Cooking With Confidence

Tejal Rao has a marvelous story in The Times this week about how restaurant cooks have taken to their home kitchens — and to Instagram — to survive during the pandemic, making small-batch meals to sell to customers, pop-up restaurant style. The food’s exciting, Tejal reports — “revitalizing and intimate,” in her words — and a good reminder that creativity cannot be stifled by the coronavirus, that culture continues to bubble along, that art is out there always.

There’s a confidence to the cooks Tejal interviewed. They’re proud of their craft, of the food they’re selling, and it occurred to me, reading about them, that cooking can and should satisfy and delight these days, after so many months of cooking so often, of honing our skills. You don’t need some towering sourdough boule to achieve that. You can just cook, simply and well, and marvel at how good it makes you and others feel.

Try your hand, for example, at this chicken and mushroom juk with scallion sauce (above), clear and comforting. Or these marvelous porchetta pork chops, brawny and flavorful. Make a bowl of creamy vegan tofu noodles, or a brace of French onion grilled cheese sandwiches.

You don’t even need a recipe to unlock fulfillment. You can go to the market and wait for a muse. I did that and came home with a few dozen cherrystone clams. I steamed them open in just a little water, then dipped them in brown butter I had stained with sweet and fiery habanero sauce. I washed it all down with clam stock, then mopped the bowl with a heel of lard bread I had lying around. This was maybe the best thing I’d cooked in a month: pure flavor, the ingredients barely touched.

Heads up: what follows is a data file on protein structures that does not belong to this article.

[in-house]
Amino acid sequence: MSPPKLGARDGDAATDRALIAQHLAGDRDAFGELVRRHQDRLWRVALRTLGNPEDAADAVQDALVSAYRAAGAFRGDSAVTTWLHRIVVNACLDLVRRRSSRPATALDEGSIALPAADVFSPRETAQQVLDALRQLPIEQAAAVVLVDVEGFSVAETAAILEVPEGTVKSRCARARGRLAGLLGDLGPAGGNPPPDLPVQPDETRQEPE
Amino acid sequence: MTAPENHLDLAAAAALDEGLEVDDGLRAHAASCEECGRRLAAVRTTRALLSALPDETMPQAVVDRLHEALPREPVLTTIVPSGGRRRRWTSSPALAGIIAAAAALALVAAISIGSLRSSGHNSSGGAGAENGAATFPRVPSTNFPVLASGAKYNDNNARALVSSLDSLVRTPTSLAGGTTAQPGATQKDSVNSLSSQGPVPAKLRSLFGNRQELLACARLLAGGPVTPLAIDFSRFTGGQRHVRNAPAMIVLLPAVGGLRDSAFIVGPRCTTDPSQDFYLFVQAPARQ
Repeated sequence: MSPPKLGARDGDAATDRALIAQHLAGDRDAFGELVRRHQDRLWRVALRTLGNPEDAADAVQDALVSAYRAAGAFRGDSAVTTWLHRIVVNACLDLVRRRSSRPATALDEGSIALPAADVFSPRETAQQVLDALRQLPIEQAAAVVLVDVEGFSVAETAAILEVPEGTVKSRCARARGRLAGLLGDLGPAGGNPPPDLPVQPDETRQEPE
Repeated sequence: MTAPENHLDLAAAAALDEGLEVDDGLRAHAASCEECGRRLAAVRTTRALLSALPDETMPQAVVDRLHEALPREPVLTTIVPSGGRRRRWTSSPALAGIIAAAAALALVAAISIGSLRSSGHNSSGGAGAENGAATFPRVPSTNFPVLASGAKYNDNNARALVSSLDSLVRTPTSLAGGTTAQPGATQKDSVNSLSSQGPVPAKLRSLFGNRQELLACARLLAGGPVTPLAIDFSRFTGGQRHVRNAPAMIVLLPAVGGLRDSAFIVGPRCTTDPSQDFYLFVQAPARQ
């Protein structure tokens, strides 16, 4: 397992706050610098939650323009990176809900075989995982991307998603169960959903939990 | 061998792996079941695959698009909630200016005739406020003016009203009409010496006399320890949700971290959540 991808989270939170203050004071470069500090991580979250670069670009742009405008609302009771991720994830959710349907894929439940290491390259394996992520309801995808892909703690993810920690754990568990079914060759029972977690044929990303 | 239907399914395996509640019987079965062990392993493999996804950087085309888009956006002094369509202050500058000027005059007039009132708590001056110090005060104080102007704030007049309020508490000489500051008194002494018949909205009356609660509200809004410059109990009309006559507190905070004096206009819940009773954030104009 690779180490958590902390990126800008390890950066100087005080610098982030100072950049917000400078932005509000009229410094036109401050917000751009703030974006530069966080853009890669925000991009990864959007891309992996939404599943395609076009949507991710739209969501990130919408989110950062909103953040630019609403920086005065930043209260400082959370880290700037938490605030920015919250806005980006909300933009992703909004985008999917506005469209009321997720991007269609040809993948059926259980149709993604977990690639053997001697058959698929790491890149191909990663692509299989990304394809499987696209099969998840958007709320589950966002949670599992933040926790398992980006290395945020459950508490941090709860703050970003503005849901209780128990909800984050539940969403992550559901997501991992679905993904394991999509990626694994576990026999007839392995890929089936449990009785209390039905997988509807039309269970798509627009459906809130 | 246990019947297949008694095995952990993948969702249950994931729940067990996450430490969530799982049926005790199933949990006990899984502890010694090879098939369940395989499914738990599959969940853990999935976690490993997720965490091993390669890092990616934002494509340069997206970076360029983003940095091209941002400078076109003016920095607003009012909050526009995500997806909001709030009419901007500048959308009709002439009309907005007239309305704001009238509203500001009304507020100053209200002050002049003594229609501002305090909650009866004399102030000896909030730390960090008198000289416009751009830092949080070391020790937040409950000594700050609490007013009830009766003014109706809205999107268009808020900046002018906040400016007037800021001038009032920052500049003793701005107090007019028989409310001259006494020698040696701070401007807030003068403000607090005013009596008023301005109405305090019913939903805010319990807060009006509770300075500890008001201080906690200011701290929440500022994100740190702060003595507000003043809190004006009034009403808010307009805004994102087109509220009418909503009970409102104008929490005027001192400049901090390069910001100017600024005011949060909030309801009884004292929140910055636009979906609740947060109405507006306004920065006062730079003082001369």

You may end up feeling the same way if you make this vinegar chicken, or this kale and quinoa salad with tofu and miso. Swap in some frozen wild blueberries and you could make these muffins some morning to remind you of summer. Sweet potatoes with tahini butter? You may find yourself wondering if you could make those at scale, start a pop-up of your own, delight the neighborhood.

Here’s a pan-seared steak with red wine sauce you’d be happy to eat once a week at your neighborhood bistro. But you made it yourself. Here’s vegetarian kofta curry. And dan dan noodles. Please make salmon burgers some time. You’ll love yourself for them.

There are thousands and thousands more recipes just like that waiting for you on NYT Cooking, recipes to make you feel proud. Go browse and see what you discover. Save the recipes you like. Rate the recipes you’ve cooked. And leave notes on them, if you’ve discovered something about them that you’d like to remember or alert to your fellow subscribers.

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